Many practices are characterized by long-standing divisions between a federation of independent and autonomous physicians and a support staff primarily focused on processing patients for the physicians to see efficiently. Elements of this system are important, but practice leaders need to bridge these “dual organizations” to achieve peak performance. Three strategies will help:
1. Promote boundary spanning in key practice roles. Office managers should balance their “gatekeeper” duties with efforts to facilitate a more robust flow of information and ideas throughout the practice. Physicians should break out of the autonomous bubbles that can inhibit cooperation and conversation with other physicians and staff.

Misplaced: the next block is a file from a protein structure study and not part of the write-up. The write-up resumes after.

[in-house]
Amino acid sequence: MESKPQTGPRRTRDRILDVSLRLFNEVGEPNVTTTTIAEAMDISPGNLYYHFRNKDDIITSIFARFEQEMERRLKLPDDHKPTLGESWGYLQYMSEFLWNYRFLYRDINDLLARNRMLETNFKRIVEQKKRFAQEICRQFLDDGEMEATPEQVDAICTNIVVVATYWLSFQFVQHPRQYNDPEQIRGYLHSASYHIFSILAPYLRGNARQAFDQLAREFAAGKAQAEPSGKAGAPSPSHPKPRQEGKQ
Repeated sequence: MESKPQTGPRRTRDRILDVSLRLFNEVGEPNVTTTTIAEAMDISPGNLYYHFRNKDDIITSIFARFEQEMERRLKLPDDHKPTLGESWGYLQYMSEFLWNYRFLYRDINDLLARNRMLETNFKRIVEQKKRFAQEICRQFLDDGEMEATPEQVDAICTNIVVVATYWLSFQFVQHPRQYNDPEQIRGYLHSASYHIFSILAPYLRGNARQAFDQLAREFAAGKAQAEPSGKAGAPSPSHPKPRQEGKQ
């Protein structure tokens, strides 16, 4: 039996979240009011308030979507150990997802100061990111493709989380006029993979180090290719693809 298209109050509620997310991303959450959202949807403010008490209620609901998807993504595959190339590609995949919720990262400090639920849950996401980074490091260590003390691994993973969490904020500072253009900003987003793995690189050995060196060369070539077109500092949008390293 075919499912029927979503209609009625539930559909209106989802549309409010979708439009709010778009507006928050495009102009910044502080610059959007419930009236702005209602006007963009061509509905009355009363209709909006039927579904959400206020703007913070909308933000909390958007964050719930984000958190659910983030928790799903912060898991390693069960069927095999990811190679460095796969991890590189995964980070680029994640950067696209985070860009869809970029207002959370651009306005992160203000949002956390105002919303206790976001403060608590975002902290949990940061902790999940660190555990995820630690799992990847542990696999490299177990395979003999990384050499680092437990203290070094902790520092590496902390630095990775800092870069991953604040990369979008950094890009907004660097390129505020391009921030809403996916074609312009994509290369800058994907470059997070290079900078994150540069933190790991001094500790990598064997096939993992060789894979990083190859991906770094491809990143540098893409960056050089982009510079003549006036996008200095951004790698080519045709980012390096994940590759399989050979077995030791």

2. Increase connections. All-staff meetings and smaller group huddles promote relationship-building and improved communication. Studies show that practices characterized by diversity of perspectives, mindfulness, and trusting relationships are more open to new ideas and innovation.
3. Encourage second-order problem solving. Taking a “Band-Aid approach” to problem solving, such as replenishing supplies in one exam room by taking them from another exam room, only helps in the short term. Encouraging staff members at all levels to take the initiative to identify and systematically address underlying problems across the organization is critical to success.
Sign up to receive FPM's free, weekly e-newsletter, "Quick Tips & Insights," featuring practical, peer-reviewed advice for improving practice, enhancing the patient experience, and developing a rewarding career.